As summer berries disappear, there's more room for a whole new harvest of fruit.

EatingWell Editors
Updated July 02, 2020
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As the sun sets on summer fruit, the chill in the air opens up a whole new world of produce–crisp apples, tart cranberries and juicy pears are just a few of the fall fruits you can choose from this season. This handy guide tells you what each offers nutritionally and helps you choose the tastiest fall produce at the farmers' market.

Apples

Instant Pot Apple Crisp

Pictured Recipe: Instant Pot Apple Crisp

Sweet, tangy, juicy and flavorful, an apple is nature's perfect snack, especially when they're straight off the tree in the fall. Apples are great for snacking, but they are also versatile in the kitchen–they pair well with other fall fruits and vegetables for both sweet and savory dishes. Think: apple puree in butternut squash soup!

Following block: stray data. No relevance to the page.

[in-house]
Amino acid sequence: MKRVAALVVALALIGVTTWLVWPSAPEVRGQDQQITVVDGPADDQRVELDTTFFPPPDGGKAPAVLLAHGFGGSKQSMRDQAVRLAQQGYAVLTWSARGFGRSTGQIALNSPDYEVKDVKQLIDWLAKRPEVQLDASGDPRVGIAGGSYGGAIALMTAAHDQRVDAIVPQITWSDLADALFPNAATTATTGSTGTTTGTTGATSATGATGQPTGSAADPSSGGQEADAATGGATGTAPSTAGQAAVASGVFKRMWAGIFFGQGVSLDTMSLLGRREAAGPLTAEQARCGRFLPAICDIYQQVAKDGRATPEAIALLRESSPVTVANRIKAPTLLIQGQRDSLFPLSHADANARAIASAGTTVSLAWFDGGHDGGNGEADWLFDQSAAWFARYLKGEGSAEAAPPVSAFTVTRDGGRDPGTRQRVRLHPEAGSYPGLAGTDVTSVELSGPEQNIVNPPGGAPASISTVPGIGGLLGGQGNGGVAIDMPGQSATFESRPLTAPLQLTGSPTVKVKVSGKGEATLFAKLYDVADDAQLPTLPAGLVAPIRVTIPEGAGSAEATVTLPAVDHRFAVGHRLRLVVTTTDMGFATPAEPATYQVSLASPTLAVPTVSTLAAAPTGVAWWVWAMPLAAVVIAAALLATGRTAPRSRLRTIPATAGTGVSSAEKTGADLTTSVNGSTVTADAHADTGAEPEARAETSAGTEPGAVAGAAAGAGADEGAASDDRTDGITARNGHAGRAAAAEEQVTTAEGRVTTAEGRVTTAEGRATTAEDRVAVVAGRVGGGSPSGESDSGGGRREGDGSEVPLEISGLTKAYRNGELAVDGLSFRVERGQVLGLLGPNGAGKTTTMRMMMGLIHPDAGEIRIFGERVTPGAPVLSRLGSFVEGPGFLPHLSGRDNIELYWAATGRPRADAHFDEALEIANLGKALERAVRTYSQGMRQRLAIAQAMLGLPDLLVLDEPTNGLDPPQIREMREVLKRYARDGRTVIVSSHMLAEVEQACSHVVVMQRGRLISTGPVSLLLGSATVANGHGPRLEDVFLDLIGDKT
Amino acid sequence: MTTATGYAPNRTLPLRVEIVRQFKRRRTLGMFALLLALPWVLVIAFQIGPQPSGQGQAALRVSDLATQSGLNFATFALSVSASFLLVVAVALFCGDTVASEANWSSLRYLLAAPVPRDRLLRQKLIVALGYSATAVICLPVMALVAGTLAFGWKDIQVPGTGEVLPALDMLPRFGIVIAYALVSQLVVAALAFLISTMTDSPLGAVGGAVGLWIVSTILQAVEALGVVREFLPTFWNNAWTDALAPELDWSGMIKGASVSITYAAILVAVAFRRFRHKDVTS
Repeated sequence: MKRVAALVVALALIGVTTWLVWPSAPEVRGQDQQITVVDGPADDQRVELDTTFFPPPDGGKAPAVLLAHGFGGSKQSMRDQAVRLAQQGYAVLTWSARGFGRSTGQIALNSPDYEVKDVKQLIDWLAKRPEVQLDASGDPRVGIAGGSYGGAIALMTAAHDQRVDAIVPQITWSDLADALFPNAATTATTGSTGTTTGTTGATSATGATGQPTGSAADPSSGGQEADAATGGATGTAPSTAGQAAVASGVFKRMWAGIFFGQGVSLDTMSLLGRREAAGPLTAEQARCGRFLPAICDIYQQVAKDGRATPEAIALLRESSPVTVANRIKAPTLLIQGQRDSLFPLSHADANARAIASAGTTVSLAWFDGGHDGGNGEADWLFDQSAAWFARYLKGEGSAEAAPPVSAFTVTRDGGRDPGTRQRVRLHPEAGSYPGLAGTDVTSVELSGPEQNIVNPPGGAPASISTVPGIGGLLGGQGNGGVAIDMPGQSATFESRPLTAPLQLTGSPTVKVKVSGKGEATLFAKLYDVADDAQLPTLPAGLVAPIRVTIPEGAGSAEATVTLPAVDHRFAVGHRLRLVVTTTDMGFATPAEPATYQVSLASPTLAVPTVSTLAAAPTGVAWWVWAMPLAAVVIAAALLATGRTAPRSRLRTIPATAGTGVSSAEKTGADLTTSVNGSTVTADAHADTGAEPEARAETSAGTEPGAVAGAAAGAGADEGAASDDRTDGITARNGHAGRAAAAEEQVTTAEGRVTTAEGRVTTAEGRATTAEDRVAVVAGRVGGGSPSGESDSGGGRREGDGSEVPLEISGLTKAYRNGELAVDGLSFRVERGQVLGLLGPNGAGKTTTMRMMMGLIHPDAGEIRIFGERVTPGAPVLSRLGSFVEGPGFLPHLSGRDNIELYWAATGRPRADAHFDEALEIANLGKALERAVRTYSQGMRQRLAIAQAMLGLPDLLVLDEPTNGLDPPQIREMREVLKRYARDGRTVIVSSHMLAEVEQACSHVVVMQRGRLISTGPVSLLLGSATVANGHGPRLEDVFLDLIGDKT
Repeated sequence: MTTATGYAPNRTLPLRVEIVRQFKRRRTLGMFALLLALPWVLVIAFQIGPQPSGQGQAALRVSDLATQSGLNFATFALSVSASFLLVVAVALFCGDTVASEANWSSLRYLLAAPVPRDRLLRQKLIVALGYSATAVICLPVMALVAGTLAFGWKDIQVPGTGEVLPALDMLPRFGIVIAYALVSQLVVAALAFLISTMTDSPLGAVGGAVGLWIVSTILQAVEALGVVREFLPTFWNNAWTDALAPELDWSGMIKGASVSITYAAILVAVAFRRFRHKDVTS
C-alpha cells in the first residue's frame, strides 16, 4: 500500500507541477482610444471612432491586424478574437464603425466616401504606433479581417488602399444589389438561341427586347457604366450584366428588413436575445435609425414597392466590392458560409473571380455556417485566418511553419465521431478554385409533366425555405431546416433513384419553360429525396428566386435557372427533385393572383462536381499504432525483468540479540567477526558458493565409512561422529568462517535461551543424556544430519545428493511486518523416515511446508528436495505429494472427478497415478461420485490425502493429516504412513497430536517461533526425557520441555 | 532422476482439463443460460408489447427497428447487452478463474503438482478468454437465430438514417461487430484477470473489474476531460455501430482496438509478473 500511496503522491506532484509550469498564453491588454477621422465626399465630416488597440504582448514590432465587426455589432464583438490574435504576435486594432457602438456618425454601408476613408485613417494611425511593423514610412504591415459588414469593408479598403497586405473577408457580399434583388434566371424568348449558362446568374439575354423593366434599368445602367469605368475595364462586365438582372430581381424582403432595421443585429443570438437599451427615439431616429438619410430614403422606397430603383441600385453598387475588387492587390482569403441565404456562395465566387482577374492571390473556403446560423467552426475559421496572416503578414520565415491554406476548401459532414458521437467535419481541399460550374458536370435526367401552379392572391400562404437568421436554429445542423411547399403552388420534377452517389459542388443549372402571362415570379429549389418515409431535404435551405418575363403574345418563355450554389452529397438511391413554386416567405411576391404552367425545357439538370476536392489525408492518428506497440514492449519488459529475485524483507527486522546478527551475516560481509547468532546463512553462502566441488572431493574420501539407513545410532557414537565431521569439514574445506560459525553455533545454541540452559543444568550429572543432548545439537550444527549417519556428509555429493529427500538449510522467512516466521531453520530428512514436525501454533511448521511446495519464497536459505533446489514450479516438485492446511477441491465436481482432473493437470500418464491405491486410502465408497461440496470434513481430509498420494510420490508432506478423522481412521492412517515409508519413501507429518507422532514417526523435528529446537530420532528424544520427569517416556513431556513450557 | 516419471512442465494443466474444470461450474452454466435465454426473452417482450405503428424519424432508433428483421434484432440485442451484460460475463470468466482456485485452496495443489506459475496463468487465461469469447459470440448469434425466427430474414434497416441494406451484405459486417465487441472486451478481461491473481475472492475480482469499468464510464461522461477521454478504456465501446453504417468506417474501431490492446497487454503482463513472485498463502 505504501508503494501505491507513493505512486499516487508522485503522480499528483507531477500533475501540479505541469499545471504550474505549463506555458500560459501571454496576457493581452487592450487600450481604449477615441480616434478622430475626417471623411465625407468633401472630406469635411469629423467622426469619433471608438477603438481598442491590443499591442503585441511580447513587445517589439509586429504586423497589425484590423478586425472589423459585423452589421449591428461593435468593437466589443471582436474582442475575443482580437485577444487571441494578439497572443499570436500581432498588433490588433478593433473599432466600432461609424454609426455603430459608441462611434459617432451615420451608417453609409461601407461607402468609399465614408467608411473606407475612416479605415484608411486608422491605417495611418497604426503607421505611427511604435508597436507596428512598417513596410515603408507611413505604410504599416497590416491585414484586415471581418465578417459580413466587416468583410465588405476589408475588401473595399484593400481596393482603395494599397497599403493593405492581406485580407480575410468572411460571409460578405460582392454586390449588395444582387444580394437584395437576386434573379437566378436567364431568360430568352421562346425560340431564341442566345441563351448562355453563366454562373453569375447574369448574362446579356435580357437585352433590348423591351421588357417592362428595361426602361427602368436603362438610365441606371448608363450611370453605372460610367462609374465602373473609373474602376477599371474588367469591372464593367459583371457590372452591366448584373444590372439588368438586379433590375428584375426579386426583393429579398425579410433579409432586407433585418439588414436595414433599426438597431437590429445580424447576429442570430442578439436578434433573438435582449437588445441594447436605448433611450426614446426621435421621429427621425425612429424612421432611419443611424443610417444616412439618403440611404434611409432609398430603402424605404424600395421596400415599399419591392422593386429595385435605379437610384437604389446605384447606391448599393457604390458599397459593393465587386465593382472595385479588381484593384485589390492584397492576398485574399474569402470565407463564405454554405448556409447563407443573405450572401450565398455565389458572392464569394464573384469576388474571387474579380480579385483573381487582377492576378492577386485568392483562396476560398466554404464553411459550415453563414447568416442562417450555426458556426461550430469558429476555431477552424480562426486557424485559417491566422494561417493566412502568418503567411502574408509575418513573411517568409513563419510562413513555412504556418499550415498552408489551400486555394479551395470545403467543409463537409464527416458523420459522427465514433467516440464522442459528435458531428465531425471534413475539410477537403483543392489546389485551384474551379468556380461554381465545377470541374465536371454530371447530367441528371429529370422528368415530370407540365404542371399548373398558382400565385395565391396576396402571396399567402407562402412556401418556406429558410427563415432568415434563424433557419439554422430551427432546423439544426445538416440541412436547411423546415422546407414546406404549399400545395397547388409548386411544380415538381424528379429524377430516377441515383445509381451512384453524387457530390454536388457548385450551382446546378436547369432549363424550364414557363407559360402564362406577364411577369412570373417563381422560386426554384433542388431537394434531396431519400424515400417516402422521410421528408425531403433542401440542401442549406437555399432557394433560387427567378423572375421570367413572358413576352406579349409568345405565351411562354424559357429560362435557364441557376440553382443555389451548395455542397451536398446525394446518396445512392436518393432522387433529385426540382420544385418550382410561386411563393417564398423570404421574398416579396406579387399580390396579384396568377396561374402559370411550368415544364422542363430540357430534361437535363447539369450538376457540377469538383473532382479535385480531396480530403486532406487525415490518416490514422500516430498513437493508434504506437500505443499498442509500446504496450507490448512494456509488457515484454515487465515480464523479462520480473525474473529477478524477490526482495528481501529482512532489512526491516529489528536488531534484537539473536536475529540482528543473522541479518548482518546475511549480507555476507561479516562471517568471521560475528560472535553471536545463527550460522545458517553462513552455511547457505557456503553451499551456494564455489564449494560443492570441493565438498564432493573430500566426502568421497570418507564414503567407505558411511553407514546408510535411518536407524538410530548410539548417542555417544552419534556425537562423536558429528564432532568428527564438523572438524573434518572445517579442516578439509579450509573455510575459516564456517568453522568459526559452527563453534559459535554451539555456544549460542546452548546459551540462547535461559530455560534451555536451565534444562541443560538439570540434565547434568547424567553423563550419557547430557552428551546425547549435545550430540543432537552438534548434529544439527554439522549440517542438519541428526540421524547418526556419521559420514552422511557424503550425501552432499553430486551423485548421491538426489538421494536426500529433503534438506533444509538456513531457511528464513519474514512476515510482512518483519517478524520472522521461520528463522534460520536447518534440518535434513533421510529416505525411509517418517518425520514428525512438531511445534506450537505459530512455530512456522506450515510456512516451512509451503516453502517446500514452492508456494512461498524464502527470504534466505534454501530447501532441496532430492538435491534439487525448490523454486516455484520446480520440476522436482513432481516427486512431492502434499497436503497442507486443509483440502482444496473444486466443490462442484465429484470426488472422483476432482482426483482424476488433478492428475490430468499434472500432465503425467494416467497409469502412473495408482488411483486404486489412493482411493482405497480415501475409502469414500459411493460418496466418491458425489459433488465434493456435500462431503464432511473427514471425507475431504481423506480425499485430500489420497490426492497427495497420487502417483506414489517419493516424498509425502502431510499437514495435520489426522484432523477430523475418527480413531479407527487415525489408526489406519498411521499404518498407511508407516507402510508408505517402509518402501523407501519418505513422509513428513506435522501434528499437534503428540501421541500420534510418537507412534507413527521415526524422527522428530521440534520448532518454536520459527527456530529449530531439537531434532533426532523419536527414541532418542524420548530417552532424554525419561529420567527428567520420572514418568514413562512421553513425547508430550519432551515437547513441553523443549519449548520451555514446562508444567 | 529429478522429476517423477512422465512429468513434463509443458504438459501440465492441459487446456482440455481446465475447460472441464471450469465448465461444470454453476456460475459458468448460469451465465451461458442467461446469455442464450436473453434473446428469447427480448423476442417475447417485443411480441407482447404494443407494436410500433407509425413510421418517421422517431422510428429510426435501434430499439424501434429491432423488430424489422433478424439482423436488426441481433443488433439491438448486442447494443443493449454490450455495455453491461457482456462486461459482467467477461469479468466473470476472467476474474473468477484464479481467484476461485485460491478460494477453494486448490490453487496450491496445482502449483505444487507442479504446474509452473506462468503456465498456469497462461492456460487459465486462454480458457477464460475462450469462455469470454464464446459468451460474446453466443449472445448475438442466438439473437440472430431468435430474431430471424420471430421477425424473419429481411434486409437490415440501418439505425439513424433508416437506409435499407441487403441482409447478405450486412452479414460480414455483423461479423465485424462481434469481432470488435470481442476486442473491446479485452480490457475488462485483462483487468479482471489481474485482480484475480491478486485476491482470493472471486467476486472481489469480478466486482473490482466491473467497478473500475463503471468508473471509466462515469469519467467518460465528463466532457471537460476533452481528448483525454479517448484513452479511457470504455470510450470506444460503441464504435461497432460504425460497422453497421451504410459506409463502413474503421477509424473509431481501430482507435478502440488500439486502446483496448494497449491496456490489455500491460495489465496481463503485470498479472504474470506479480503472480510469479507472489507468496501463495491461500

What You Get: A good source of soluble fiber and vitamin C, apples also have some phytochemicals that help prevent heart disease.

Shopping Tip: Choose richly colored, unbruised apples with smooth skin that feel firm and heavy in your hand.

Storage Tip: Store apples in the refrigerator. In general, firmer, juicier apples like Gala and Fuji will last longer than softer varieties like Golden Delicious.

Cranberries

Cranberry Salad

Pictured Recipe: Cranberry Salad

Beautiful, healthful and festive cranberries are one of the jewels of fall. Cranberry sauce is a must-have for most of us on Thanksgiving, and they do look lovely strung around the tree around the holidays. A sprinkle of cranberries in a shaved Brussels sprouts salad or in a bundt cake, be sure to stock up on these delicious and healthy berries this holiday season and look for new ways to keep them in your diet year-round.

What You Get: A good source of vitamin C and fiber, cranberries are also an excellent source of several antioxidants that have been associated with cancer prevention.